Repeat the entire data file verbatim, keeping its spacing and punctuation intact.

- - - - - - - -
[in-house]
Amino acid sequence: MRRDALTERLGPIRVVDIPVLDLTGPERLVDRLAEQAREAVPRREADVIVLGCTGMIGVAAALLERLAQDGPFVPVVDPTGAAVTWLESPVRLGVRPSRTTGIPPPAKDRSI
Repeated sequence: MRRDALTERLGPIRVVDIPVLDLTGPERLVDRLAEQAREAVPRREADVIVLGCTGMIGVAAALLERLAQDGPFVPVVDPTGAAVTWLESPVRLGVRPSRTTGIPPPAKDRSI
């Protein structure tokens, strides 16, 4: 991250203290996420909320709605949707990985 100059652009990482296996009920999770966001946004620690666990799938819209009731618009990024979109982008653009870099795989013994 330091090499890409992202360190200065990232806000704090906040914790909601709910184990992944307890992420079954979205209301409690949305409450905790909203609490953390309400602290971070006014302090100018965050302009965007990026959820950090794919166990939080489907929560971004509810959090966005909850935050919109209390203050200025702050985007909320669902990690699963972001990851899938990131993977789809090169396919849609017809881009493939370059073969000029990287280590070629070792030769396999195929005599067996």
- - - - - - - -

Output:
[in-house]
Amino acid sequence: MRRDALTERLGPIRVVDIPVLDLTGPERLVDRLAEQAREAVPRREADVIVLGCTGMIGVAAALLERLAQDGPFVPVVDPTGAAVTWLESPVRLGVRPSRTTGIPPPAKDRSI
Repeated sequence: MRRDALTERLGPIRVVDIPVLDLTGPERLVDRLAEQAREAVPRREADVIVLGCTGMIGVAAALLERLAQDGPFVPVVDPTGAAVTWLESPVRLGVRPSRTTGIPPPAKDRSI
């Protein structure tokens, strides 16, 4: 991250203290996420909320709605949707990985 100059652009990482296996009920999770966001946004620690666990799938819209009731618009990024979109982008653009870099795989013994 330091090499890409992202360190200065990232806000704090906040914790909601709910184990992944307890992420079954979205209301409690949305409450905790909203609490953390309400602290971070006014302090100018965050302009965007990026959820950090794919166990939080489907929560971004509810959090966005909850935050919109209390203050200025702050985007909320669902990690699963972001990851899938990131993977789809090169396919849609017809881009493939370059073969000029990287280590070629070792030769396999195929005599067996």